Summer reading primer for kids: Start a love story with books

Vancouver Province, July 03, 3013, by Dana Gee 

8688226.jpgIt’s summer and you’ve got a kid standing in front you uttering those dreaded two words: I’m bored.

Luckily one of the best ways to combat nothing-to-do syndrome is also one of the simplest solutions. Grab your kids, head to the nearest library or book store and turn them on to the timeless treasure that is a good book.

“Books were a huge part of my childhood. Road trips equals books,” says Calgary-based young adult novelist Janet Gurtler.

Gurtler, whose latest offering is How I Lost You, is happy to report her own kid is continuing the summer page-turning tradition.

“We have a cabin in B.C. and a son who is 12 and it’s when we go out there that he does a lot of reading.”

To succeed at getting kids to read, experts say you should be prepared to practise what you preach.

“If kids see parents enjoying reading, then they’ll copy,” says Michael Katz of Vancouver-based children’s book publisher Tradewinds.

“In the evening, don’t turn on the TV. Sit down and read for an hour and get everyone in the family to read.”

Cynthia Nugent, an award-­winning kids book author and illustrator, recommends reading to children.

“To teach kids to become readers, read to them when they are kids,” says Nugent, a workshop leader at the Vancouver Public Library ­summer reading camp and whose next book, Mister Got to Go Where You Are, is out in the fall.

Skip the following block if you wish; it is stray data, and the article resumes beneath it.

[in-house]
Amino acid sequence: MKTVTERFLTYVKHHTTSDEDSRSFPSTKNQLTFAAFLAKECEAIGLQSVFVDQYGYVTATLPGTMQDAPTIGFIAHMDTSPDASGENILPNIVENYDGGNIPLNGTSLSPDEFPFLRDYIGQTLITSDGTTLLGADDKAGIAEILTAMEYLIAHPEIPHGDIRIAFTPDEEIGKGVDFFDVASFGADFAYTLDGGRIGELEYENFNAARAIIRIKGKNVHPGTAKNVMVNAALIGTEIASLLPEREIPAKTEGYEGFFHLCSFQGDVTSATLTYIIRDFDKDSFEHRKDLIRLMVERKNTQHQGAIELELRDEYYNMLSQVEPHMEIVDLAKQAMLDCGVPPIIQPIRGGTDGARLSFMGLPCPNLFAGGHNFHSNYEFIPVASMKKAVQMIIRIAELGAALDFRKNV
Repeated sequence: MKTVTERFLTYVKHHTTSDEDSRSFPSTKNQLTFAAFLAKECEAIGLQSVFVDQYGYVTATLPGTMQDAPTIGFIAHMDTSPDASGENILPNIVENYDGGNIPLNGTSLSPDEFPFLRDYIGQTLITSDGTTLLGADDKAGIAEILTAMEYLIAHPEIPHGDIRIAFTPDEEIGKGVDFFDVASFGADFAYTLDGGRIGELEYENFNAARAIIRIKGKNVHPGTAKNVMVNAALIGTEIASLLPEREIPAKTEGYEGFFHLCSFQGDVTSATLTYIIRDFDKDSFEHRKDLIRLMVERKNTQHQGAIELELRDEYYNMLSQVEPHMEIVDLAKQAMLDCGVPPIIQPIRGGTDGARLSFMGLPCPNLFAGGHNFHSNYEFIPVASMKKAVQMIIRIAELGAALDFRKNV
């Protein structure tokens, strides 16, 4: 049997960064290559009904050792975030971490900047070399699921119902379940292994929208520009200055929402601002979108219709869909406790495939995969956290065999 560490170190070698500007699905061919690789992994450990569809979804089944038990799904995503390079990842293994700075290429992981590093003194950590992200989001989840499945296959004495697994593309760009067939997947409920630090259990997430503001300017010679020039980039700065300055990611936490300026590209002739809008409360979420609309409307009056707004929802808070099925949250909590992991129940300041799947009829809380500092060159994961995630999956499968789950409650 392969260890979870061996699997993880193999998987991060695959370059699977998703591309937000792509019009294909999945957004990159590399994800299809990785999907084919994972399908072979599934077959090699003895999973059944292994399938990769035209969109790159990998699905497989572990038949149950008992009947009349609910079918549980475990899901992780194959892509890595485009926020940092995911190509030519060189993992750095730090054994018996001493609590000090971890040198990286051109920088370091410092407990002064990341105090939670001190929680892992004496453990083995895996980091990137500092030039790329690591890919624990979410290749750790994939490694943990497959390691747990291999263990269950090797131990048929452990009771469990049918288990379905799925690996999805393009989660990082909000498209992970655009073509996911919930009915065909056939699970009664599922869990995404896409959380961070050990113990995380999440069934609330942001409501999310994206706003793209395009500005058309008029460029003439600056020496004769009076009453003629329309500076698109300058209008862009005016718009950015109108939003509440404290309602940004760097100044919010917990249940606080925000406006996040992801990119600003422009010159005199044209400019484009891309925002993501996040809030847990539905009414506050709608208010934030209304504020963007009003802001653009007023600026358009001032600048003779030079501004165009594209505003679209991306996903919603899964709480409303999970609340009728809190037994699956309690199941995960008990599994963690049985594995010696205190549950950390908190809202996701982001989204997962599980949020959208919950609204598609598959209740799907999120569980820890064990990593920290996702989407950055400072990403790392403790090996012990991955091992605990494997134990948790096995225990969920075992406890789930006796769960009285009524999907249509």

“It is the physical closeness that stimulates the brain, it is not just intellectual.”

Vancouver based education expert Terry Small ( says reading with and to your kids has many benefits — and not all of them literacy-based.

“It’s so important for kids to learn how to focus on one thing at a time and work on attention density. Books help with that,” says Small, adding that novels help kids develop empathy and relationship skills.

Cozy Classics have a kid-friendly twist

Speaking of relationships, reading with and to your kids will pay off as kids grow up, said Small.

“It is kind of digging a well before you are thirsty, to quote the old proverb, because there will be some tough times in the teen years and if you have developed that relationship and laid the groundwork, then reading becomes a natural way to connect on that level it also becomes a way to talk about ideas,” Small says.

“Also, kids figure out we spend our time on what’s important — and if mom and dad are willing to spend time with me I must then be important as a person and then, by extension, if we are reading and interacting with books, then books must be important.”

According to a 2008 study in the Archives of Disease in Childhood, young children whose parents read aloud to them will do better in school and are more likely to develop a love of books and reading.

A 2011 study by the Organization of Economic Co-operation and Development found that “children whose parents frequently read with them in their first year of school are still showing the benefit when they 15.”

So once you’ve got the kids interested in stocking up on books for the summer, the next step might involve a little detective work. But you don’t have to be quite as clever as Sherlock Holmes to figure out that your kid would like to read mysteries.